The crowded Liberal leadership race shrank by one contestant yesterday. But it was Vancouver MP Hedy Fry who halted her campaign, not Toronto MP Joe Volpe, who was the subject of speculation that he would drop out over allegations that he improperly signed up new party members in Quebec.
Fry announced she lacks the resources to hang in and is backing former Ontario premier Bob Rae to replace former prime minister Paul Martin at the December convention in Montreal.
Volpe, describing alleged membership improprieties as anomalies that frequently arise in political campaigns, vowed at a news conference: "I'm staying in the race to win the leadership and to form the next government."
Hours later, similar claims were reported about members allegedly improperly signed up by campaign workers for candidate Michael Ignatieff, a Toronto MP. But Sachin Aggarwal, Ignatieff's director of operations, said such challenges are unsurprising on the eve of the party's delegate selection vote this weekend.
Aggarwal said one allegation that Ignatieff's camp had signed up a man who died two years ago was simply a case of a man who bought a five-year Liberal membership in 2004 and was not struck from membership lists after he died.
Volpe noted the Liberal Party is expected to report this week the findings of an internal party review of allegations of improper party membership recruitment by his campaign. In a news release he said he looked forward to a speedy resolution of the review.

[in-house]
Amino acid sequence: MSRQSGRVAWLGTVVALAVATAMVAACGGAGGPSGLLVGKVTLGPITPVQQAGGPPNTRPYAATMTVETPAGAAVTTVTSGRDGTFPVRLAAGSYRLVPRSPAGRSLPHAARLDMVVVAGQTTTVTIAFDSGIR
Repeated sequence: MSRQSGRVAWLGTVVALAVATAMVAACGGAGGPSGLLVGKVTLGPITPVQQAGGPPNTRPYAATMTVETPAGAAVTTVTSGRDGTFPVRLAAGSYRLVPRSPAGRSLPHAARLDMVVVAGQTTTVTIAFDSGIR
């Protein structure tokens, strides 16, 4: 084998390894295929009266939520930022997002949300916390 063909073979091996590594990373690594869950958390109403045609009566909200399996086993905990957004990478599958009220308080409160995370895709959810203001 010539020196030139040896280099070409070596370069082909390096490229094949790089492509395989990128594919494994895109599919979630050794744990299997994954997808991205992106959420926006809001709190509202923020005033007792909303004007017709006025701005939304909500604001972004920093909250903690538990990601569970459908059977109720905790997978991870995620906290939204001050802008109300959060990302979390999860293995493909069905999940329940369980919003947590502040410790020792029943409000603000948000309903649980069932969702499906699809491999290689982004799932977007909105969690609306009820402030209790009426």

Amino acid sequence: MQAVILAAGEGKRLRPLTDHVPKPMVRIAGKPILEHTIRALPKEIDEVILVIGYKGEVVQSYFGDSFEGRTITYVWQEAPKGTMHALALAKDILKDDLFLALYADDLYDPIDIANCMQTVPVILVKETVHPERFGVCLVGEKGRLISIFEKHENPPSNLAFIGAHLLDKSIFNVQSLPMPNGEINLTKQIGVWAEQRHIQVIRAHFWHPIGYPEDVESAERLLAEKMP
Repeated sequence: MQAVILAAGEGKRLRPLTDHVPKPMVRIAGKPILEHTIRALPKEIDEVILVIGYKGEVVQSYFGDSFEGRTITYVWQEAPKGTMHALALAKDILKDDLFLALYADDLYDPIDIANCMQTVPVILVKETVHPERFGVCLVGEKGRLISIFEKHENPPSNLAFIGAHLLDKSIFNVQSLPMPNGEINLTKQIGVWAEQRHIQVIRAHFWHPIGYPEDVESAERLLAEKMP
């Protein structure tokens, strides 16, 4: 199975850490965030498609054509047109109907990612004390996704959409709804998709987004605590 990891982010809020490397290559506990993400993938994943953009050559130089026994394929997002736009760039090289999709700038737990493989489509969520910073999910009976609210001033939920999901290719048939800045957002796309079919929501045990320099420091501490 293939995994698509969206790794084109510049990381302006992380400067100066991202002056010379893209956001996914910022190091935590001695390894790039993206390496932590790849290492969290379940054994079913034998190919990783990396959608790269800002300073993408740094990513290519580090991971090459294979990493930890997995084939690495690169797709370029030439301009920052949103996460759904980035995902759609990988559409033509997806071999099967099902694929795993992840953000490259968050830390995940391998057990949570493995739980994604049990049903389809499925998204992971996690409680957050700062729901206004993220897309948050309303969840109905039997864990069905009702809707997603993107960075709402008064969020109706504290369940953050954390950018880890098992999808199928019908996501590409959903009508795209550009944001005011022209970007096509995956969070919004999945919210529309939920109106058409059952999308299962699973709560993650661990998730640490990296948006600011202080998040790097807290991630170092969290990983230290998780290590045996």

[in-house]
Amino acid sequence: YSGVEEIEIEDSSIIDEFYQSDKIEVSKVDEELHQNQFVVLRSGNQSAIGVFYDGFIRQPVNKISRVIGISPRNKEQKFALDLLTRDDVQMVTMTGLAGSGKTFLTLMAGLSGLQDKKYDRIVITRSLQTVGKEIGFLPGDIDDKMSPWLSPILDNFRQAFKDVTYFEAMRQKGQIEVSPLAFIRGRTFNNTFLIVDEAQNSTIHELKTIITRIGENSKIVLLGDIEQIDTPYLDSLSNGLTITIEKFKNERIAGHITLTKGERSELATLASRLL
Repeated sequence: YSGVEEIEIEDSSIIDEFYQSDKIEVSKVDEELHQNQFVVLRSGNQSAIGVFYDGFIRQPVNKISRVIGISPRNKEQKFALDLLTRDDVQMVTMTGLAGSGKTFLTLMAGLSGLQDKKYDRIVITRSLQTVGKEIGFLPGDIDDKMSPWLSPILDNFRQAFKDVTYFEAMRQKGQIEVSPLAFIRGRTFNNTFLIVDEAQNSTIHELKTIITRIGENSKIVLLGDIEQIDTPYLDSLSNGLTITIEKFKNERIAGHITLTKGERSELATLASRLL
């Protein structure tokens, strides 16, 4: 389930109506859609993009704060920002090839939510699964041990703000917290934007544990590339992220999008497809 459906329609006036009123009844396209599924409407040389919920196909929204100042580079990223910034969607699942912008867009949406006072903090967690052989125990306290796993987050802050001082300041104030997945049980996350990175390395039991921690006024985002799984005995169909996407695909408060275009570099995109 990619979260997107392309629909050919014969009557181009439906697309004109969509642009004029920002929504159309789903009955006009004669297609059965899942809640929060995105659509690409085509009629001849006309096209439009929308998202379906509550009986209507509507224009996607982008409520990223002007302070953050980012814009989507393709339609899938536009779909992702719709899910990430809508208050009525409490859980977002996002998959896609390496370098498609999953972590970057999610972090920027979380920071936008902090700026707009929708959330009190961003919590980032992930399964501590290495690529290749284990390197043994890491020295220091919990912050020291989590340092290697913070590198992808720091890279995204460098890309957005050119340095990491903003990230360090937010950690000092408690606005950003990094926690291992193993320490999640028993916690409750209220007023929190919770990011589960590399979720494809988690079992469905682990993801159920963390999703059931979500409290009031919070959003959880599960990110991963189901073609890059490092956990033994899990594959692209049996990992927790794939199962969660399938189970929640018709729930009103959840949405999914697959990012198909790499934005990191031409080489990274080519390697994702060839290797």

Steve MacKinnon, national director of the Liberal Party, said the party is investigating a complaint by officials in the Quebec riding of Papineau about the validity of about 100 memberships related to the Volpe campaign. He said none of them involved dead people as far as he is aware.
Among the allegations are that members of the Volpe campaign paid for party memberships. Individuals are supposed to pay for their own memberships.
The findings are likely to be made known this week. Penalties for membership improprieties range from a private reprimand to a public reprimand, a fine or disqualification from the race.
But even if a campaign worker was involved in an impropriety, the candidate may not be held responsible.
MacKinnon said he had received an email from George Kunz, an Ontario Liberal, containing lists of Ignatieff memberships, but it was not determined whether this was an official challenge of their validity and whether a review is warranted. Aggarwal had seen media reports about the complaint but had not received a copy of Kunz's list.
The Toronto Star reported last weekend that more than 70 families contacted from membership lists from the Quebec wing of the party reported problems, most often that they hadn't paid a membership fee. There were two cases where deceased persons received membership cards.
The Star also cited nine cases where interviewees named Volpe's campaign as having paid for memberships.
Citing the Star report, Volpe noted that nine of 34,000 memberships is only a handful of individuals.
In these kinds of contests, and I've been through a number of them, there are always these kinds of allegations but happily we have rules and regulations and procedures to address them," Volpe said.
He added that "it defies logic" that any campaign would be interested in signing up members who are not going to show up to a meeting to elect delegates to support a candidate.
Members are to vote this weekend for delegates to the leadership convention.
Besides Rae, Volpe and Ignatieff, other contenders for the leadership of the party include Gerard Kennedy, former education minister for Ontario; Stephane Dion, former environment minister; Martha Hall Findlay, a Toronto area lawyer; Scott Brison, former public works minister; and Ken Dryden, former social development minister and Canadiens goalie.
Three candidates who dropped out - Fry, Carolyn Bennett and Maurizio Bevilacqua - have thrown their support behind Rae.